Adult polyglucosan body disease (APBD) is a glycogen storage disorder characterized by the accumulation of polyglucosan bodies in muscle, nerve, and other tissue as the result of mutations in glycogen branching enzyme 1 (GBE1). APBD is characterized by adult-onset neurodegeneration, and recent evidence suggests that reduction of glucose 6-phosphate–stimulated glycogen synthase (GYS) activity may be beneficial. In this episode, Or Kakhlon and colleagues screened FDA-approved compounds for those able to reduce GYS activity and polyglucosan accumulation in APBD fibroblasts. Guaiacol emerged as a potential candidate from this screen and improved grip strength and increased lifespan in murine APBD models. These improvements corresponded with reduced polyglucosans in peripheral nerves, liver and heart. Together, these results support further exploration of guaiacol for treating APBD.
Idiopathic pulmonary fibrosis (IPF) is a devastating disease characterized by progressive pulmonary fibrosis and eventual loss of function. The transcription factor Wilms’ tumor 1 (WT1) promotes cell proliferation and is critical for lung development. This factor has been shown to be upregulated in IPF; however, the role of WT1 in IPF development is not fully understood. In this episode, Satish Madala and colleagues used lineage tracing to show that WT1 promotes fibroblast activation, fibroproliferation, myofibroblast transformation, and ECM production in a murine model of IPF. Moreover, partial loss of WT1 reduced fibrotic phenotypes. Together, these results identify WT1 as an important driver of lung fibrosis and support further exploration of WT1 as a therapeutic target.
White adipose tissue (WAT) serves primarily as energy storage; however, in response to cold or β-adrenergic agonists, WAT develops characteristics of brown adipose tissue (BAT), which expends energy in the form of heat. WAT beiging has proposed as potential strategy for treating obesity. In this episode, Philip Kern and colleagues exposed lean and obese subjects to cold or treatment with the β3 agonist mirabegron and evaluated markers of adipose beiging. Both treatments induced beiging, regardless of obesity status or age. The results of this study support further evaluation of the long-term effects of induced adipose beiging for treatment of obesity and associated metabolic dysfunction.
Spontaneous mutations in the gene encoding the tumor suppressor p53 (TP53) are frequently identified in human cancers and most of these mutations are the result of missense substitutions, which can result in complete loss of p53 function or retention of some activity. In this episode, Jean Gariépy and Nicholas Fischer discuss their work, which reveals that the level of residual transcriptional activity of mutant p53 associates with improved survival in males with glioma and gastric adenocarcinoma. This association was sex-specific, as similar links were not observed in females with p53-mutant cancers. Moreover, evaluation of patients with Li-Fraumeni syndrome (LFS), which results from germline mutations in TP53 revealed a link between residual p53 activity and prolong lifetime cancer survival. Together, these results support p53 transcriptional activity as a prognostic factor for men with glioma and gastric adenocarcinoma.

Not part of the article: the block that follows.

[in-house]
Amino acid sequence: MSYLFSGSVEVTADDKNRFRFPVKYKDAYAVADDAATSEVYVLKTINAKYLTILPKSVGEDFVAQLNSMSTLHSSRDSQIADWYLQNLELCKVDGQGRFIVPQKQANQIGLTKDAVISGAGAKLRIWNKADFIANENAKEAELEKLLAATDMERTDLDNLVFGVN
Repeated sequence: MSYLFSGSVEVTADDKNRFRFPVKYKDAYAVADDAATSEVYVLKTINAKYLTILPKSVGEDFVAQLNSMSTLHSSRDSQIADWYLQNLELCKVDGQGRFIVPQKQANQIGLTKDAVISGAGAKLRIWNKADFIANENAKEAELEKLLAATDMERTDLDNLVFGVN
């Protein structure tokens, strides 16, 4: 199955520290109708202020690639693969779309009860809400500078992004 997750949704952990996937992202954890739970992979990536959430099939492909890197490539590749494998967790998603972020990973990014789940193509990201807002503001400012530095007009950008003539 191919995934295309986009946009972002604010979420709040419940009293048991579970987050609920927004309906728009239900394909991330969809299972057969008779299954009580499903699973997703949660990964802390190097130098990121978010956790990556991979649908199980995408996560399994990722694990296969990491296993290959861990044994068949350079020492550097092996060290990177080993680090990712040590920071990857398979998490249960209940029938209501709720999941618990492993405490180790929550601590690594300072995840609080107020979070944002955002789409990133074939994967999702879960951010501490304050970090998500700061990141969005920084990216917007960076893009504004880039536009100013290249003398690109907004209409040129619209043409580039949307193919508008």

Several different factors, including alcohol use and hepatitis C virus (HCV) infection, underlie chronic liver disease. Regardless of the cause, chronic liver disease progress in a similar fashion, ultimately resulting in hepatic fibrosis and loss of organ function. In this episode, Matthew Sweet and colleagues performed gene expression profiling on liver biopsies from patients at different stages of fibrosis with varying disease etiologies. Using this approach, the authors identified genes associated with advanced fibrosis and demonstrated that levels of at least one of the gene products, VCAN, is elevated in serum from patients with advanced fibrosis. Additionally, a set of steatosis-associated genes and serum markers was identified in an HCV patient cohort and validated in a murine model. These common gene signatures have potential as both biomarkers and therapeutic targets of chronic liver disease.